Life-long Learning Accounts: Devised in 2014 to help learners navigate the skills system, the National Careers Service (NCS) provides these accounts to anyone over the age of 13. They are a formal record of all training and qualifications individuals have undertaken. Provided with these details the NCS can then provide advice on what funding learners may be eligible for and the application process to access these funds.

UKCES employer-driven schemes: To try and further increase employer involvement with skills policy, UKCES is currently offering a range of competition funding and overseeing pilots that aim to place responsibility for skills policy design in the hands of employers. The UK Futures Programme, the Employers Ownership of Skills Pilot, the Employer Investment Fund and the Growth and Innovation Fund all aim to reduce current or future workforce skills gaps and skills mismatch through engaging with industry.

Apprenticeships have been subject to many reforms in just the last 5 years, and the policy area has been accused of suffering from poor leadership, with a stream of initiatives introduced but poorly implemented. In particular, problems exist around progression routes, with few apprentices going onto higher level education or training.

In terms of in-work skills policy, initiatives have included both policy-led and employer-driven schemes, with the most recent interventions emphasis placing responsibility for skills policy firmly in the hands of employers. This has led to a number of similar schemes aiming to reduce skills gaps and skills mismatch operating alongside each other, as different government agencies try to determine what works.

Out-of-work skills support has now been condensed into one main programme – the Work Programme – in an attempt to simplify this area of provision. However, given that providers are only able to obtain delivery contracts that last up to five years, uncertainty is embedded into the model and longevity remains an issue. In addition, for organisations working with individuals a long way from the labour market, such as the very long-term unemployed and those with health issues, the payment by results system is not regarded as financially viable. Such individuals may require intensive long-term support to move into work, and a payment that looks only at whether the individual got a job misses much of the progress this group has made. A focus on ‘distance travelled to employment’ rather than one based purely on job outcomes may be required.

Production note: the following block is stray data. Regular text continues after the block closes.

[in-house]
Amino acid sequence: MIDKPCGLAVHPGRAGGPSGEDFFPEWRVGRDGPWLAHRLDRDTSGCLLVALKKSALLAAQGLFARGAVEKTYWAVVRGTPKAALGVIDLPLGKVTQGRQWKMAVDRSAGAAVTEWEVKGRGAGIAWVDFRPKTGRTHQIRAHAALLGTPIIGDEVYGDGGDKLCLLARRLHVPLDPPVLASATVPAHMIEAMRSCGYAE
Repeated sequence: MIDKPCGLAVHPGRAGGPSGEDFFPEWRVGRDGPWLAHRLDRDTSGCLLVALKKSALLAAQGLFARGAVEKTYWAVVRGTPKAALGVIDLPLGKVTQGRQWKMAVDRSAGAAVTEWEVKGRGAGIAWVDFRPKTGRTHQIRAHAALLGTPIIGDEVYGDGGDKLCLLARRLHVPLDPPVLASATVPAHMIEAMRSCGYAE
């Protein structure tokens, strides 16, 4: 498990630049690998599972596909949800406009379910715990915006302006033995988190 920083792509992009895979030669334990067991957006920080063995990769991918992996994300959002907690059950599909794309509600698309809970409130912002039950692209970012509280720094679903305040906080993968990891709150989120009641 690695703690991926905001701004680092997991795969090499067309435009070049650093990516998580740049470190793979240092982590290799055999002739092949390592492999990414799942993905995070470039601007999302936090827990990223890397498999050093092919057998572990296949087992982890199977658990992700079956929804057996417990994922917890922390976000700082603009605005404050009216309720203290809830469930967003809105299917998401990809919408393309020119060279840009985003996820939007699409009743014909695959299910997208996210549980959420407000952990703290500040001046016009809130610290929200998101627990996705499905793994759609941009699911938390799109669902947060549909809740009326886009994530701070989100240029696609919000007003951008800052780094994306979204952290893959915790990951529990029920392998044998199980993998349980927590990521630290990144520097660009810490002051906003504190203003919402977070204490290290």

These constant alterations and overlapping schemes create confusion as to what support is on offer for the unemployed and learners and what schemes and financial incentives exist for employers to offer work experience and engage with training. The UK Commission’s Employer Perspectives Survey recorded that only a quarter of organisations are aware of the existence of apprenticeships for those aged 25-plus and just over a third (39 per cent) have any knowledge of what a traineeship entails.9

2. A lack of local flexibility

Historically local policy makers have been unable to design and deliver projects that focus on the specific challenges their local areas face.10 Different cities face different challenges, from skill shortages and mismatch to weak employer demand and utilisation of skills. In order to improve on this cities need the power and funding to tie skills provision to skills demand.

Recent City Deals and Growth Deals have made some steps in the right direction here, with the introduction of devolved skills funding and policy. For example, Manchester has been given the freedom to design the Further Education system in the city using devolved Skill Funding Agency (SFA) funding and Sheffield has been handed control of £27 million of adult skills funding. Yet these are exceptions and the UK’s skills and labour market policy remains one of the most centralised in the OECD.11

3. A lack of robust policy evaluations

Regular changes can also lead to a lack of long-term funding for interventions. This has meant that few programmes have undergone robust evaluations, often because no funds are specifically set aside for evaluation or because programmes end before full effects can be determined. This dilutes our understanding of what and how well skills interventions actually work and stands in the way of determining the most effective way to increase skills levels and reduce unemployment.12


  • 8 National Audit Office (2009) Train to Gain: Developing the skills of the workforce
  • 9 UK Commission for Employment and Skills (2014) Employer Perspectives Survey
  • 10 Green, A. (2012) Skills for Competitiveness: Country Report for United Kingdom, OECD Local Economic and Employment Development (LEED) Working Papers, 2012/05, OECD Publishing.
  • 11 Froy, F. Giguère, S. Pyne, L and Wood, D. (2011) Building Flexibility and Accountability Into Local Employment Services: Synthesis of OECD Studies in Belgium, Canada, Denmark and the Netherlands, OECD LEED Working Papers, 2011/10, OECD Publishing.
  • 12 Green, A. Atfield, G and Adam, D. (2013) Local worklessness policy analysis case studies, DWP Research Project No. 844, DWP Research Report No. 844